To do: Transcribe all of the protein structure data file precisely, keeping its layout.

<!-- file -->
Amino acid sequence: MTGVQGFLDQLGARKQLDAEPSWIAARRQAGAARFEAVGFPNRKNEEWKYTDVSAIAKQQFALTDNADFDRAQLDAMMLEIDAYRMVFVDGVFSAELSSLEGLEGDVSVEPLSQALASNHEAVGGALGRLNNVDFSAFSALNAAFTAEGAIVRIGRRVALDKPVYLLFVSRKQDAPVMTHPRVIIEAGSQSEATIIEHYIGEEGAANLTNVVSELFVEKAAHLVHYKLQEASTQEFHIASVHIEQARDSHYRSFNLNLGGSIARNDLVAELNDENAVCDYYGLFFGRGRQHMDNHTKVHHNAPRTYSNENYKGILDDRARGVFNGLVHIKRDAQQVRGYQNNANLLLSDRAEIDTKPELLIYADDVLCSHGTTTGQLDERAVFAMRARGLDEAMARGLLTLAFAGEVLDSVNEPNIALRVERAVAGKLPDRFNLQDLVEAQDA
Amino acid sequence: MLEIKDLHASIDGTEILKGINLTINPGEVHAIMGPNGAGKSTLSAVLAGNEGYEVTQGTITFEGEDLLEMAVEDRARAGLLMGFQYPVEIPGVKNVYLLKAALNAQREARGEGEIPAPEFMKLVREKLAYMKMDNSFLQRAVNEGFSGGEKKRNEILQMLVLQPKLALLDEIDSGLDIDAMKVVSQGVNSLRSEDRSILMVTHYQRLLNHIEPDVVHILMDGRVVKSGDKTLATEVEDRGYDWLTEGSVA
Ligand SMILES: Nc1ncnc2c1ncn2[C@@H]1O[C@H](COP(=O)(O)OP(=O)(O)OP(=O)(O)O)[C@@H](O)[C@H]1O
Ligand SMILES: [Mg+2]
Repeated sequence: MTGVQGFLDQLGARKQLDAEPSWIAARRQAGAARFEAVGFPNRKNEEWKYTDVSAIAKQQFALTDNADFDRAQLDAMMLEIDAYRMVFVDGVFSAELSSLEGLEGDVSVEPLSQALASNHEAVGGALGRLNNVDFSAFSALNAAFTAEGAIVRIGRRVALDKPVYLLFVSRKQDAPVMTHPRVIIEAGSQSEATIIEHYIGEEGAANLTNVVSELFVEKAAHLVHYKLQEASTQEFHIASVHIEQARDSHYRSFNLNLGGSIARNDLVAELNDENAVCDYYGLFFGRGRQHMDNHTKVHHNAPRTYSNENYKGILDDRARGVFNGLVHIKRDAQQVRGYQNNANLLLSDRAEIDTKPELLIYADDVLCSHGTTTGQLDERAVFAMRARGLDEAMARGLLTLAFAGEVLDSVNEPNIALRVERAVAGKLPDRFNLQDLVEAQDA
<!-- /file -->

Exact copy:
Amino acid sequence: MTGVQGFLDQLGARKQLDAEPSWIAARRQAGAARFEAVGFPNRKNEEWKYTDVSAIAKQQFALTDNADFDRAQLDAMMLEIDAYRMVFVDGVFSAELSSLEGLEGDVSVEPLSQALASNHEAVGGALGRLNNVDFSAFSALNAAFTAEGAIVRIGRRVALDKPVYLLFVSRKQDAPVMTHPRVIIEAGSQSEATIIEHYIGEEGAANLTNVVSELFVEKAAHLVHYKLQEASTQEFHIASVHIEQARDSHYRSFNLNLGGSIARNDLVAELNDENAVCDYYGLFFGRGRQHMDNHTKVHHNAPRTYSNENYKGILDDRARGVFNGLVHIKRDAQQVRGYQNNANLLLSDRAEIDTKPELLIYADDVLCSHGTTTGQLDERAVFAMRARGLDEAMARGLLTLAFAGEVLDSVNEPNIALRVERAVAGKLPDRFNLQDLVEAQDA
Amino acid sequence: MLEIKDLHASIDGTEILKGINLTINPGEVHAIMGPNGAGKSTLSAVLAGNEGYEVTQGTITFEGEDLLEMAVEDRARAGLLMGFQYPVEIPGVKNVYLLKAALNAQREARGEGEIPAPEFMKLVREKLAYMKMDNSFLQRAVNEGFSGGEKKRNEILQMLVLQPKLALLDEIDSGLDIDAMKVVSQGVNSLRSEDRSILMVTHYQRLLNHIEPDVVHILMDGRVVKSGDKTLATEVEDRGYDWLTEGSVA
Ligand SMILES: Nc1ncnc2c1ncn2[C@@H]1O[C@H](COP(=O)(O)OP(=O)(O)OP(=O)(O)O)[C@@H](O)[C@H]1O
Ligand SMILES: [Mg+2]
Repeated sequence: MTGVQGFLDQLGARKQLDAEPSWIAARRQAGAARFEAVGFPNRKNEEWKYTDVSAIAKQQFALTDNADFDRAQLDAMMLEIDAYRMVFVDGVFSAELSSLEGLEGDVSVEPLSQALASNHEAVGGALGRLNNVDFSAFSALNAAFTAEGAIVRIGRRVALDKPVYLLFVSRKQDAPVMTHPRVIIEAGSQSEATIIEHYIGEEGAANLTNVVSELFVEKAAHLVHYKLQEASTQEFHIASVHIEQARDSHYRSFNLNLGGSIARNDLVAELNDENAVCDYYGLFFGRGRQHMDNHTKVHHNAPRTYSNENYKGILDDRARGVFNGLVHIKRDAQQVRGYQNNANLLLSDRAEIDTKPELLIYADDVLCSHGTTTGQLDERAVFAMRARGLDEAMARGLLTLAFAGEVLDSVNEPNIALRVERAVAGKLPDRFNLQDLVEAQDA